Everyone reading this has one thing in common: we were all beginners at one point or another. Some of you that are here may be a beginner now. Regardless of the level you’re at, we have all learned the basic movements when we started working out. Even if you’re someone who is training at an advanced level or for a different sport, revisiting those simple exercises like the barbell bench press can help you achieve a new level of personal fitness success.
FLEX magazine social media director David Baye is going to revisit these classic lifts so you can become masters of the movements and take your physique to a new level. The first exercise in this “Back 2 Basics” series is the flat barbell bench press.
About the Flat Barbell Bench Press Exercise
Eight-time Mr. Olympia Lee Haney calls the bench press a “bread and butter” exercise. It’s well-known for being one of the “big three” lifts in powerlifting, but it does serve bodybuilders well also. It’s primarily a chest movement, but the anterior head of the shoulders and your triceps will also play a positive role. Those areas will see their own benefits as a result.
Who Shouldn’t Bench Press
Baye advises that anyone who may have shoulder issues or trouble with mobility should avoid this particular exercise. “If you do have shoulder mobility issues or someone who’s had a previous pec injury, the bench press may actually not be the best chest exercise for you. If you’ve had pec injury issues, shoulder injury issues, or mobility issues, you may want to talk to a doctor or physical therapist before doing the bench press.”
Proper Form Is a Must
Most of the advanced lifters know this already, but you beginners need to take heed. Proper form and execution is a must if you want to achieve muscular growth while minimizing the risk of injury. Throwing plates on for ego lifting, or assuming you know what you’re doing without instruction will not help your cause.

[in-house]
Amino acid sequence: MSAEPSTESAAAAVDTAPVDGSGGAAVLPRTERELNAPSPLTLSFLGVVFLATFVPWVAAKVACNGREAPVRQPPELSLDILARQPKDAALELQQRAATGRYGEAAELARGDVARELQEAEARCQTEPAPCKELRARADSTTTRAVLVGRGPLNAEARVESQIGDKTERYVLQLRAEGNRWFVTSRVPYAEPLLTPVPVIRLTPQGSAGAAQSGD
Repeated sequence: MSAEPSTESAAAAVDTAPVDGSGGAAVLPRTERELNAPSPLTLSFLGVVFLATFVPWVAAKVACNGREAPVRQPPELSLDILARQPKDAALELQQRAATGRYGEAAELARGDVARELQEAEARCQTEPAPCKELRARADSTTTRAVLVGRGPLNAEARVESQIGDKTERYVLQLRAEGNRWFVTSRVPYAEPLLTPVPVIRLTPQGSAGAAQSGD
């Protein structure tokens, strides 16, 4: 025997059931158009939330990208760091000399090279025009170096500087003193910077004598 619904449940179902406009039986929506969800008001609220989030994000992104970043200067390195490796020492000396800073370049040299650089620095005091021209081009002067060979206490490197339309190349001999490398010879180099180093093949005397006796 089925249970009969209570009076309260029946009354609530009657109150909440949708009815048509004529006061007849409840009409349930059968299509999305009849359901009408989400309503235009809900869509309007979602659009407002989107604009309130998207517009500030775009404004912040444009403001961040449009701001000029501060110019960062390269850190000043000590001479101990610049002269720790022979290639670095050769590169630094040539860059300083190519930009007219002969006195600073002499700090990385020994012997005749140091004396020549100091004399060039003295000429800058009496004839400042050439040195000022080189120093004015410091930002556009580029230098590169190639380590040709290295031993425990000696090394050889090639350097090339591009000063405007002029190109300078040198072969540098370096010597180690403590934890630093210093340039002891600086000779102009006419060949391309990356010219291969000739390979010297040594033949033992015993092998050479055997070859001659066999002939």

Hand Placement – Your hands should be wider than shoulder-width apart on the bar. You may see powerlifters go super-wide to minimize the range of motion. Slightly wider is better for training the muscles, which is the focus here. Going narrow can benefit your triceps, which will be covered in the future. Most bars have rings that you can use as a guide to help you determine the best hand placement for you.
Elbows – When you have the bar un-racked and you begin the descent, keep your elbows tucked in. They should stay in when you’re pressing as well. Many bodybuilder’s pec injuries have come while bench pressing with the elbows out. Keeping the elbows in will decrease the odds of you suffering a similar fate.
Range of Motion – We’ve all seen people who lower the bar halfway or move the bar a couple of inches off of their chest. These shortcuts won’t help you in the long run. Bouncing the bar off of the chest and generating momentum won’t help your cause of developing the pecs, either. Slightly touching the bar on the chest and pressing back up to your starting position will work well.
Back Arch and Foot Placement– You should have a slight arch in your back, but you don’t want to create a large arch like you may have seen in some online videos. Your feet should also be flat on the floor about shoulder-width apart. If you have shorter legs, Bays suggest placing plates on the floor and setting your feet on those.
In the video, Baye is using light weight for instructional purposes, but he does advise having someone available when you start going heavier. “It’s always imperative to have a spotter, especially with bench press, because this is an exercise that when you get stuck, you can really be stuck.” You can have one spotter behind you to unrack the weight or have partners on both sides of the bar ready to assist if needed.
Sample Chest Routine Featuring The Bench Press
Below is a sample routine that Baye offers for beginners to try. There are two warmup sets listed, but do as many as you feel you need to before you begin your work sets. All work sets should result in you being on the verge of failure within the recommended rep range.
Back 2 Basics Barbell Bench Press Workout
Flat Barbell Bench Press*2 warmup sets of 8-10 reps
Incline Dumbbell Press